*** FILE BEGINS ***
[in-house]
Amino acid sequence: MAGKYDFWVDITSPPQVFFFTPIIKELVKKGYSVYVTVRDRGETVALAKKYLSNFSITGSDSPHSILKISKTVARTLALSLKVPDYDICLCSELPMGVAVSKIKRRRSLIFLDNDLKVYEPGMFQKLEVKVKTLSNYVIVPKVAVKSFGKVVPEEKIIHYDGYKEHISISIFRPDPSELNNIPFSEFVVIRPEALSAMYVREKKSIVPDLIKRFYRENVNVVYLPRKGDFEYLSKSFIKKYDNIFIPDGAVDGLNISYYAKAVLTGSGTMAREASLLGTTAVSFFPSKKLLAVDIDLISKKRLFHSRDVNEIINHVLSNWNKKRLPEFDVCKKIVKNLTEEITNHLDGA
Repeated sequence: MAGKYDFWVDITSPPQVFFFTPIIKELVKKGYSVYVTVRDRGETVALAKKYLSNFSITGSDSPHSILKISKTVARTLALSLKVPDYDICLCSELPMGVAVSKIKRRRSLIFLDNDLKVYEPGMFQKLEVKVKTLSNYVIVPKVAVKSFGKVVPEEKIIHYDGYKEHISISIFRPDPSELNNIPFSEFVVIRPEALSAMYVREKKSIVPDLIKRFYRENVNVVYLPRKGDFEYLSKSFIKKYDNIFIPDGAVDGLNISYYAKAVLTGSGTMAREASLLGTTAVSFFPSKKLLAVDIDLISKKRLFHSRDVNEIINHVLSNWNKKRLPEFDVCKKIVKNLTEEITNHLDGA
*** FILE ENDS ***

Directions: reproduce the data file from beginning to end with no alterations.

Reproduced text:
[in-house]
Amino acid sequence: MAGKYDFWVDITSPPQVFFFTPIIKELVKKGYSVYVTVRDRGETVALAKKYLSNFSITGSDSPHSILKISKTVARTLALSLKVPDYDICLCSELPMGVAVSKIKRRRSLIFLDNDLKVYEPGMFQKLEVKVKTLSNYVIVPKVAVKSFGKVVPEEKIIHYDGYKEHISISIFRPDPSELNNIPFSEFVVIRPEALSAMYVREKKSIVPDLIKRFYRENVNVVYLPRKGDFEYLSKSFIKKYDNIFIPDGAVDGLNISYYAKAVLTGSGTMAREASLLGTTAVSFFPSKKLLAVDIDLISKKRLFHSRDVNEIINHVLSNWNKKRLPEFDVCKKIVKNLTEEITNHLDGA
Repeated sequence: MAGKYDFWVDITSPPQVFFFTPIIKELVKKGYSVYVTVRDRGETVALAKKYLSNFSITGSDSPHSILKISKTVARTLALSLKVPDYDICLCSELPMGVAVSKIKRRRSLIFLDNDLKVYEPGMFQKLEVKVKTLSNYVIVPKVAVKSFGKVVPEEKIIHYDGYKEHISISIFRPDPSELNNIPFSEFVVIRPEALSAMYVREKKSIVPDLIKRFYRENVNVVYLPRKGDFEYLSKSFIKKYDNIFIPDGAVDGLNISYYAKAVLTGSGTMAREASLLGTTAVSFFPSKKLLAVDIDLISKKRLFHSRDVNEIINHVLSNWNKKRLPEFDVCKKIVKNLTEEITNHLDGA